Pentecost is the liturgical season after Easter which celebrates the descent of the Holy Spirit upon the Church, ushering in a new era for the people of God. In Acts 2:1-41 the Holy Spirit descended upon apostles in which they were able to speak their native Galilean dialect but were understood by people of many different languages and nations. Pentecost begins the eighth Sunday, or 50 days, after Easter Sunday.
“Pentecost” is from Greek meaning “fiftieth.” The name Pentecost was originally given to the Jewish Feast of Weeks which fell on the fiftieth day after Passover, when the first fruits of the grain harvest were offered to the Lord (Leviticus 23:15-21 and Deuteronomy 16:9-11). The second chapter of Acts begins by noting that the Feast of Weeks had just passed.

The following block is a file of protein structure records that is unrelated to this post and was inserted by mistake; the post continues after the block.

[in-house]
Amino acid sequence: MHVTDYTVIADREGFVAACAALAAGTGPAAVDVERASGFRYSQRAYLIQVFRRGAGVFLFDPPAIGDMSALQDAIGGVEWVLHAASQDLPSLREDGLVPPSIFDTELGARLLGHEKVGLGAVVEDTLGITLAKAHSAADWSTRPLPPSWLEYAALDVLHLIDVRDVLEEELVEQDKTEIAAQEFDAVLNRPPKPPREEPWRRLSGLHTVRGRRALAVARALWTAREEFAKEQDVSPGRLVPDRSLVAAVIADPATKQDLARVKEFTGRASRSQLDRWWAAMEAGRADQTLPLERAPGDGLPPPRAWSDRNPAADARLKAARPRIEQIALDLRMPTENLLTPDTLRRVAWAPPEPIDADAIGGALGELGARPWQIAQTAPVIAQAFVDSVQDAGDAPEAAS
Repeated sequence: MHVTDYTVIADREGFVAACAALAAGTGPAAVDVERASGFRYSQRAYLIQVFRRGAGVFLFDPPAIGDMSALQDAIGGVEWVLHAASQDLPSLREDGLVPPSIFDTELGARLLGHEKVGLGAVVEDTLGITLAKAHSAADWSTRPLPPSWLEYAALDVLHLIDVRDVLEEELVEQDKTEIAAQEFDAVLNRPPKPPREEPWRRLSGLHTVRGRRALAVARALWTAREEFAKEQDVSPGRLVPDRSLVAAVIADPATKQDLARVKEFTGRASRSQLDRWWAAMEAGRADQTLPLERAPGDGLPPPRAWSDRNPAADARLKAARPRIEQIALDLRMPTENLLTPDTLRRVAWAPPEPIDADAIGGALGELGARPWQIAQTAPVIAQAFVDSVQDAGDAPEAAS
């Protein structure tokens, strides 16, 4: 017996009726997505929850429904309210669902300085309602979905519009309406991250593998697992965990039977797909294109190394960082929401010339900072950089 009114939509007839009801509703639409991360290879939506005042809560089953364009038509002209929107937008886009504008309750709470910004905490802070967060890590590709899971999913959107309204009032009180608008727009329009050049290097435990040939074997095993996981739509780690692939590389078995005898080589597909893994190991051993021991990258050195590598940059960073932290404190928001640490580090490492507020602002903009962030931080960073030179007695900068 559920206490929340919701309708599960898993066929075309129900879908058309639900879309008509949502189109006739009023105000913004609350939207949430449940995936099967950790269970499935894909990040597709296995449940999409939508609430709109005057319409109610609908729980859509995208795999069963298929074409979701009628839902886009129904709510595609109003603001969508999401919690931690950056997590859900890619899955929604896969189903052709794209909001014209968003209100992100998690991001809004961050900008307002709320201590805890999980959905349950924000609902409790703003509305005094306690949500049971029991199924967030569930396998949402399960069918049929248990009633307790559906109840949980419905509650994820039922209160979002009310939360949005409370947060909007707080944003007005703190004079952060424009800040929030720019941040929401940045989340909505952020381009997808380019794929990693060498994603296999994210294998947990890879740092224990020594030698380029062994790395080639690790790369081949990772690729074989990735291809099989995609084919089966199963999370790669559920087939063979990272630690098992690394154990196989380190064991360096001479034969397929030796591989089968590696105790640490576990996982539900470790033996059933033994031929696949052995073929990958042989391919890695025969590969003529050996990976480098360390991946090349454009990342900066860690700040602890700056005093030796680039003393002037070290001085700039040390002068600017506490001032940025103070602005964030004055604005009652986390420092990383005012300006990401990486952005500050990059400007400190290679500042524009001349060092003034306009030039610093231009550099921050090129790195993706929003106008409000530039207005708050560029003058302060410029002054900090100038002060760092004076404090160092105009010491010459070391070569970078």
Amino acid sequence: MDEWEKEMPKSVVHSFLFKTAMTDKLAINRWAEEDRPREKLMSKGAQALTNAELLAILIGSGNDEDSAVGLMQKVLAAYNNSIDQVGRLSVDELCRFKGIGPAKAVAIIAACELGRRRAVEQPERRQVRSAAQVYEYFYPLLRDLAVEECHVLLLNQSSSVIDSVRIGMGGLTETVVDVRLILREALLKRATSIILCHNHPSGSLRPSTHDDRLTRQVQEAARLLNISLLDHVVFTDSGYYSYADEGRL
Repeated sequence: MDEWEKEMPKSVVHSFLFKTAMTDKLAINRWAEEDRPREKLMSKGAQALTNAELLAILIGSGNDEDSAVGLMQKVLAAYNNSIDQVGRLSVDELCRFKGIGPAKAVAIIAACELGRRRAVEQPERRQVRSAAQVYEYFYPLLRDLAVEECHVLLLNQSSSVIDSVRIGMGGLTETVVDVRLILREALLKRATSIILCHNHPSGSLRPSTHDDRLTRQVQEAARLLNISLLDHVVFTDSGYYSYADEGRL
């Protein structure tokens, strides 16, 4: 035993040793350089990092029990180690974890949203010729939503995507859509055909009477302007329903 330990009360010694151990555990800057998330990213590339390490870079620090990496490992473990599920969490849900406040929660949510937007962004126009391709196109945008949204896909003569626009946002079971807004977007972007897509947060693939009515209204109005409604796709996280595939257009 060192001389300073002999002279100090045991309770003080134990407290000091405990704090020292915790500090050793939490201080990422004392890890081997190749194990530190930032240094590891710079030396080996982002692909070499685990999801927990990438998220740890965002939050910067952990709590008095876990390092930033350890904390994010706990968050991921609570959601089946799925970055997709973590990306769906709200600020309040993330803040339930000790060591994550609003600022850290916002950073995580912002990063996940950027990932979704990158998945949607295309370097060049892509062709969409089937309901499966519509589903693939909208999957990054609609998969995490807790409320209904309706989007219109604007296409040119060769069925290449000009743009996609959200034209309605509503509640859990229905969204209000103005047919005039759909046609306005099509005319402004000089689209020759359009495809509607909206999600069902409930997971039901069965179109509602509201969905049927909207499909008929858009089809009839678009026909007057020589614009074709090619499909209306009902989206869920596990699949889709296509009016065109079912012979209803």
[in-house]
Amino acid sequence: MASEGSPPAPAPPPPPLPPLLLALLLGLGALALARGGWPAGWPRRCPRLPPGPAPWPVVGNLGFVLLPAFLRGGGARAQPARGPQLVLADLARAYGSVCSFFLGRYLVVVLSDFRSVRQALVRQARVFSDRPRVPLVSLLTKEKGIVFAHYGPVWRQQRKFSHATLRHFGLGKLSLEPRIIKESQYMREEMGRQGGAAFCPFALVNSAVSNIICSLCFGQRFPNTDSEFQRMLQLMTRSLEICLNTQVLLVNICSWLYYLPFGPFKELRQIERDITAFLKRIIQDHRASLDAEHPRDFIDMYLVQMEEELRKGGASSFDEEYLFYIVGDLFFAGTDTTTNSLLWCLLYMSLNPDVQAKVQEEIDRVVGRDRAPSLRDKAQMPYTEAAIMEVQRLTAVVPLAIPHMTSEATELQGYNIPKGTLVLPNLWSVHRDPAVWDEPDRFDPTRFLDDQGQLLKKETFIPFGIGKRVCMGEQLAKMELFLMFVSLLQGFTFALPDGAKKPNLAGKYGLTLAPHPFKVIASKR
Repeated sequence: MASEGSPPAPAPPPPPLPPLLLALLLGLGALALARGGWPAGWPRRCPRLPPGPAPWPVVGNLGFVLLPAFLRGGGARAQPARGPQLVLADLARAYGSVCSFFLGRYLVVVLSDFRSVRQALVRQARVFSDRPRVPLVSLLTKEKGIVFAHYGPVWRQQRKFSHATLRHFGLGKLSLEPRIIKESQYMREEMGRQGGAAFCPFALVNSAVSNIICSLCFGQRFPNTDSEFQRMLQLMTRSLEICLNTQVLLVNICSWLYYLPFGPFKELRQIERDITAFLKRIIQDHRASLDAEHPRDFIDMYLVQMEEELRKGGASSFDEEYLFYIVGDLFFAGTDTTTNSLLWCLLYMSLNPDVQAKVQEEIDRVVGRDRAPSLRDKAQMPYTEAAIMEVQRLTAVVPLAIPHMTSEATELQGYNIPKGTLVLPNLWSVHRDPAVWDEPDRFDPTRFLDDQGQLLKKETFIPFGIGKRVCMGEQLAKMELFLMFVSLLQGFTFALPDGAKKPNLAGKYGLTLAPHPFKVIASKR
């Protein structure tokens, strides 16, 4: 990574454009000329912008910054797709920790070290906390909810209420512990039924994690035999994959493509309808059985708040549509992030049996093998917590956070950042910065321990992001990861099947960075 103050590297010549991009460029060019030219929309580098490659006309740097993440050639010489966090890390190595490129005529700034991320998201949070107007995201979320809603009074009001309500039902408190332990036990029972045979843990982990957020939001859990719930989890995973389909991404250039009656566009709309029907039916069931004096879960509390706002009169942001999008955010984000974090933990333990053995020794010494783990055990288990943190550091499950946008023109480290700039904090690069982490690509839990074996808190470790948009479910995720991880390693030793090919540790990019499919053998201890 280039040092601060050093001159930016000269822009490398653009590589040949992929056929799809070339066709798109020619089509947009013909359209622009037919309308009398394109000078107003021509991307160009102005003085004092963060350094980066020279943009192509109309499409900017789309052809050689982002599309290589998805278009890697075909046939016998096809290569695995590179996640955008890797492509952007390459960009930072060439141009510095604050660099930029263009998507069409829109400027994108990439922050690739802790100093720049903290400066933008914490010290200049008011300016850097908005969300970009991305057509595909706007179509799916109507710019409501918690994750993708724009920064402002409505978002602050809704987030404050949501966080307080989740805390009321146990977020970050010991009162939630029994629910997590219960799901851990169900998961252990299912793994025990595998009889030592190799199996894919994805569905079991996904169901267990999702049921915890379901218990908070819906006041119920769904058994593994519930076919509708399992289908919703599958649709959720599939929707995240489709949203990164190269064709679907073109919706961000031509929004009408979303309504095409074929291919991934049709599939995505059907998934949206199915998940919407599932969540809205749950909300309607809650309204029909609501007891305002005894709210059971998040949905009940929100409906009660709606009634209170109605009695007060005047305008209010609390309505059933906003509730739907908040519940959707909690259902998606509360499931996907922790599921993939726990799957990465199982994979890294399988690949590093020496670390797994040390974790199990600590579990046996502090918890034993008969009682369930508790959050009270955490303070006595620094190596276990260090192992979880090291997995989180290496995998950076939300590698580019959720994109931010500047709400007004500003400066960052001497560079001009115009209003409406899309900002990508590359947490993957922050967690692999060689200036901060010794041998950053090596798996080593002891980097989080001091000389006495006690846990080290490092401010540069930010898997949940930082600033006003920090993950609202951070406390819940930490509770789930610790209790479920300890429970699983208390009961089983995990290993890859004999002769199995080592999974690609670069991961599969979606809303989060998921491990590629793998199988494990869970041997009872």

Some people regard it as the birthday of the Church because from that point on the apostles carried the message of Christ to the whole world. It is indeed a new age of the Church through which Christ works in different means for our salvation.
In this age of the Church Christ now lives and acts in and with his Church, in a new way appropriate to the new age. He acts through the sacraments [...]; this is the communication of the fruits of Christ’s Paschal mystery in the celebration of the Church’s ‘sacramental’ liturgy.
Catechism of the Catholic Church, paragraph 1076.
In other words, in the absence of Christ’s physical presence to us due to his fulfillment of Scripture by his death and resurrection, Jesus has left us the sacraments through which the Holy Spirit conveys the grace of God in a physical and tangible way. Pentecost marks the beginning of this new, sacramental era in which we live today.
The liturgical color for Pentecost is red.